The text of the legislation does contain an explicit retroactivity language. It also includes a vaguely worded provision that appears to provide a separate track for internationally registered NGOs. According to the draft law, foreign NGOs may operate in Azerbaijan under signed "relevant international agreement[s]."
Suggesting that bilateral agreements will supersede local law, Hasanov tried to reassure the international community. "Before foreign NGOs had operated in Azerbaijan as they liked. [F]rom now on, they will operate basing on the contract signed between the countries[.] [T]his is normal. The proposed amendments meet modern world standards," Hasanov told APA.
In a legal analysis of the draft law, the Washington, DC-based International Center for Not-for-Profit-Law noted that this "agreement provision" raises as many questions as it answers. The draft law fails to state "what kind of international agreement . . . must exist," the organization said.
It is also unclear how NGOs will meet "foreign" criteria. Many "local" NGOs receive the majority, if not all, of their funding from foreign donors. "There is no international practice of classifying NGOs as local and international. It is a shame the government is doing it here," commented the Legal and Development Union's Hafiz Hasanov.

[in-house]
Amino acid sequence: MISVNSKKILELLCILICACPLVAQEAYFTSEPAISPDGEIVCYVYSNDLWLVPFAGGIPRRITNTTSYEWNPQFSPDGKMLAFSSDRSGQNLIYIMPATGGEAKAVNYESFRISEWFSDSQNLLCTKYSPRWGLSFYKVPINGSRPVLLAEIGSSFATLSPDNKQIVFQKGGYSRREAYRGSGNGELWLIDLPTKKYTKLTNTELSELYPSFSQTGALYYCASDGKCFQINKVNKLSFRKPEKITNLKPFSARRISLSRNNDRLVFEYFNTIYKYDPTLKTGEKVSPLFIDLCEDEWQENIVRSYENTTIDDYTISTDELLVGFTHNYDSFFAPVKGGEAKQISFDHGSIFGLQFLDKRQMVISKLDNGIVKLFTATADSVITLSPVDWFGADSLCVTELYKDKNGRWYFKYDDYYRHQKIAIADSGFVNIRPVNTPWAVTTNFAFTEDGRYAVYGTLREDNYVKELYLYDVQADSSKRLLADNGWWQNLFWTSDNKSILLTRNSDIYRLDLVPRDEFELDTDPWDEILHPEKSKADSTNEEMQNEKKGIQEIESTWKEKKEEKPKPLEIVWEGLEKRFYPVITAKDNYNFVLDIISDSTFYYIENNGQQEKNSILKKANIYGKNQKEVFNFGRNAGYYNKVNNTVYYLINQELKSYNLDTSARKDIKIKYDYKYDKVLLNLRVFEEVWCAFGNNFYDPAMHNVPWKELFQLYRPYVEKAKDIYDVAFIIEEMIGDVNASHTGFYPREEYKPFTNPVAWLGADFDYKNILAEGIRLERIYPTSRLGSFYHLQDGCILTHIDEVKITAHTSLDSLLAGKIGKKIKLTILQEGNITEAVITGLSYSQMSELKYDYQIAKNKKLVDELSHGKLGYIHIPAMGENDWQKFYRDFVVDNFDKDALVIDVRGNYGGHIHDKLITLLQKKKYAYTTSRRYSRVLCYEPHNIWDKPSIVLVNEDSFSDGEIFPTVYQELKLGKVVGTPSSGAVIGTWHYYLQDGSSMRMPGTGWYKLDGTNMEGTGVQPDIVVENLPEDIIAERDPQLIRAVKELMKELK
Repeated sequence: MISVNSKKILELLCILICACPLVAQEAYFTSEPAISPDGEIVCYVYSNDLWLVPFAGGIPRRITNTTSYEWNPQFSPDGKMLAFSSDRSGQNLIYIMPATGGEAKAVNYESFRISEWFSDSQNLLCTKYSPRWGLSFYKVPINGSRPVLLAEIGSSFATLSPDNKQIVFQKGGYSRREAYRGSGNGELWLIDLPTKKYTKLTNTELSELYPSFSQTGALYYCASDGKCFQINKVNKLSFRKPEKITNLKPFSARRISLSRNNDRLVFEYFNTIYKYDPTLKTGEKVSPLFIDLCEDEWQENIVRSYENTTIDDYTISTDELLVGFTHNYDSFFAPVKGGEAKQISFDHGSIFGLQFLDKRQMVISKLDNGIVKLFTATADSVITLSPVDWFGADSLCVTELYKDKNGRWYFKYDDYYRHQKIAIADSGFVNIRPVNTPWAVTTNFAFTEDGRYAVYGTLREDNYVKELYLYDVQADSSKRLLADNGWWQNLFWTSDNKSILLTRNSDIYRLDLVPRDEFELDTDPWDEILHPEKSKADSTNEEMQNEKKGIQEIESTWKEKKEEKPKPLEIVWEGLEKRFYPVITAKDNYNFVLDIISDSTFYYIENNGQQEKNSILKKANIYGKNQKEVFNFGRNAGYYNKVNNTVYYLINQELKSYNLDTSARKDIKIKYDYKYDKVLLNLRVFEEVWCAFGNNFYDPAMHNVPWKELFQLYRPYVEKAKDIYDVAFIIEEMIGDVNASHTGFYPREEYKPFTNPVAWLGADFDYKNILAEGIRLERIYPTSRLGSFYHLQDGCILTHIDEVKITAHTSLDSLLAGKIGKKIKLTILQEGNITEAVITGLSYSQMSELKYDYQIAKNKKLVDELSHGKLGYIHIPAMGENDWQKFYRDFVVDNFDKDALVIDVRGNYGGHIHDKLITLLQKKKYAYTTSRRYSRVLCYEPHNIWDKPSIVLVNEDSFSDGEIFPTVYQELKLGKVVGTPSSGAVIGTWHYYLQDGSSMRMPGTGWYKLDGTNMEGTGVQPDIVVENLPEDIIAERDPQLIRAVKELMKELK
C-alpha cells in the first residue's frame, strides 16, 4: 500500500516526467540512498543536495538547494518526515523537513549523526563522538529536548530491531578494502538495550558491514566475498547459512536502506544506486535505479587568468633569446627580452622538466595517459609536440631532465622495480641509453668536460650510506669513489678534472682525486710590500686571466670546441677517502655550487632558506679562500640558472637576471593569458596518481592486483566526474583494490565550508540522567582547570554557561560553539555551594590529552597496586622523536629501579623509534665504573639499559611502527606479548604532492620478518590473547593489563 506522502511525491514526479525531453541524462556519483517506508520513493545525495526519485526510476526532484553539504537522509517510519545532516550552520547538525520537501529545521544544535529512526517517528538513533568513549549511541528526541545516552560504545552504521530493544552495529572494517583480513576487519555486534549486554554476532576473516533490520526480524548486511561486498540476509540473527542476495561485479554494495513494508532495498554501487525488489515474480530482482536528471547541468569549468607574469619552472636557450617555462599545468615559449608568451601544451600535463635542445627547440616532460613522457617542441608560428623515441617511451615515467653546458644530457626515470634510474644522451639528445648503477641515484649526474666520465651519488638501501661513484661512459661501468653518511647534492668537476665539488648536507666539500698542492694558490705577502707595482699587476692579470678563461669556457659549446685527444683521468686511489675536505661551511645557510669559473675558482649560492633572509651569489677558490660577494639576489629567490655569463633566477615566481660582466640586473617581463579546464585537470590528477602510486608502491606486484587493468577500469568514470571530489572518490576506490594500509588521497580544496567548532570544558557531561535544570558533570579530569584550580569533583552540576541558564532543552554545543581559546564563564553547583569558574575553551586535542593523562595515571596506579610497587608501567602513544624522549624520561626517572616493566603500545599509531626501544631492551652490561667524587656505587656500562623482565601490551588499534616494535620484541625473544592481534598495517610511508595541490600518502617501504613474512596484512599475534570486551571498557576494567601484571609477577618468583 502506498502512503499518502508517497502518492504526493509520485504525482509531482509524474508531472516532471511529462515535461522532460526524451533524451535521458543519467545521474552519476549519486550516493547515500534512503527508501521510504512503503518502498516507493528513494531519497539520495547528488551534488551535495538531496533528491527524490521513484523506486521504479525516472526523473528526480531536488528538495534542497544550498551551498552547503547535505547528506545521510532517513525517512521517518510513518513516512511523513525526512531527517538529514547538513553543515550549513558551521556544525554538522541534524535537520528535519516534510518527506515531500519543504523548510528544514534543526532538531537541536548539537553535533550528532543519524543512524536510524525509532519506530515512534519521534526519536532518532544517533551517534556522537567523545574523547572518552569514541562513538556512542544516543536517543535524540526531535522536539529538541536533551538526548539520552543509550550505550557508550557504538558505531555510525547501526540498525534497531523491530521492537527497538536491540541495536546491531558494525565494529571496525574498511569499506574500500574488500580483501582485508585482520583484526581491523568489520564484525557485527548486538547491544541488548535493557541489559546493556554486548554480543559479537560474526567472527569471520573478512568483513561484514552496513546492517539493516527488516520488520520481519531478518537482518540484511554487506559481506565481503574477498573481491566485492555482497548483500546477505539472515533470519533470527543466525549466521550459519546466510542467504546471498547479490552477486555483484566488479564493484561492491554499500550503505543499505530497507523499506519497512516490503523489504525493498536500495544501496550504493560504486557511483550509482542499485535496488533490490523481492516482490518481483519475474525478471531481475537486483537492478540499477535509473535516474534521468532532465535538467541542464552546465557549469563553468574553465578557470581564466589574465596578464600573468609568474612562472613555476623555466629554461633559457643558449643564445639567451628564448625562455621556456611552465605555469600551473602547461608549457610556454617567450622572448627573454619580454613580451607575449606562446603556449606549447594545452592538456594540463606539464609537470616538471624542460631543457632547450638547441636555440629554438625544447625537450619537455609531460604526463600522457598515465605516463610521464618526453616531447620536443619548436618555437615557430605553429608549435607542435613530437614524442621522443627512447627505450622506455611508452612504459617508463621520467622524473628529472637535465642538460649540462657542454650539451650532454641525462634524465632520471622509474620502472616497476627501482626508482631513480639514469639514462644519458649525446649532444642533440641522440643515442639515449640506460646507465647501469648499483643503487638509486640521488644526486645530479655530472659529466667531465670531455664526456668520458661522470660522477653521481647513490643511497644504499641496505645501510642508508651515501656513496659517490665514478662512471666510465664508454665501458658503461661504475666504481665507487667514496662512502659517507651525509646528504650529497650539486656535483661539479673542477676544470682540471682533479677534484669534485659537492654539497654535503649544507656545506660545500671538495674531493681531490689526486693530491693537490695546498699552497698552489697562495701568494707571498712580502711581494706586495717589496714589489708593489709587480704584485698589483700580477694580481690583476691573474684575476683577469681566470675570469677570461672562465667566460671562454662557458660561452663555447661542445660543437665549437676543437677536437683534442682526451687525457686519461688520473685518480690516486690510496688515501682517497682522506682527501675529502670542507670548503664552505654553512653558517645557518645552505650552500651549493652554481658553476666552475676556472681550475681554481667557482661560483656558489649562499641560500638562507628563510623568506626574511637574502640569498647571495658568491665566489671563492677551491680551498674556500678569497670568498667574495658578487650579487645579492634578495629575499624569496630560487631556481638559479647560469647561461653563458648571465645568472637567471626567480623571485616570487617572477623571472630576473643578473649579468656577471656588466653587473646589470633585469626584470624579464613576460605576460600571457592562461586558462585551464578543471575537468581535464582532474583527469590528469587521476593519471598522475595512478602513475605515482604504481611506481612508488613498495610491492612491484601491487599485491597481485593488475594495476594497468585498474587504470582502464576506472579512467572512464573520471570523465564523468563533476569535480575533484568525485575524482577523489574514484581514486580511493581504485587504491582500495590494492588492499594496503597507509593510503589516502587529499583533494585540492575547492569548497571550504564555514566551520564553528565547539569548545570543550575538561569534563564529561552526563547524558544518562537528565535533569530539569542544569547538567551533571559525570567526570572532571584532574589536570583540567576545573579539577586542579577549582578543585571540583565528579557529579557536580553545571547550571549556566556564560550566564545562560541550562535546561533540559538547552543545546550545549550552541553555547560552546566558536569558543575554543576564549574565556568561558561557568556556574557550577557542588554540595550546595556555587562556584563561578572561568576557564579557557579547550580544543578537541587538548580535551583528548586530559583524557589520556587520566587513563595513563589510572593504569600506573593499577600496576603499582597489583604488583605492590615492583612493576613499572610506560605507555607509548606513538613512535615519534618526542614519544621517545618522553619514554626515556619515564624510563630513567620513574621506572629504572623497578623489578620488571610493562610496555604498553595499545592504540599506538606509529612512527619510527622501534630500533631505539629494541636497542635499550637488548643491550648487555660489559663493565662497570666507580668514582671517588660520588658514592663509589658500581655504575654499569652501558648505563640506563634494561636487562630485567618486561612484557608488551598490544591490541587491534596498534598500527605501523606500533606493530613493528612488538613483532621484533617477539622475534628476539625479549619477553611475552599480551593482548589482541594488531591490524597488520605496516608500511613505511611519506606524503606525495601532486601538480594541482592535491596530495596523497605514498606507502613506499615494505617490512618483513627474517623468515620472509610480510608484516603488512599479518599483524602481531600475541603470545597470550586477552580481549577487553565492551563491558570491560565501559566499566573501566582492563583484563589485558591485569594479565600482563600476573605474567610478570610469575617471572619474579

The US government is one of the largest international donors in Azerbaijan. Over $10 million of this year's $25 million budget request for assistance to Azerbaijan was allocated to civil society programs, including rule-of-law initiatives and anti-corruption programs.
The 50-percent-local-funding requirement could be a serious setback for US-funded civil society programs. "We, of course, monitor the situation with interest as we believe that NGOs, particularly independent NGOs, are an integral and important part of a civil society," US embassy spokesperson Dmitri Tarakhovsky told EurasiaNet.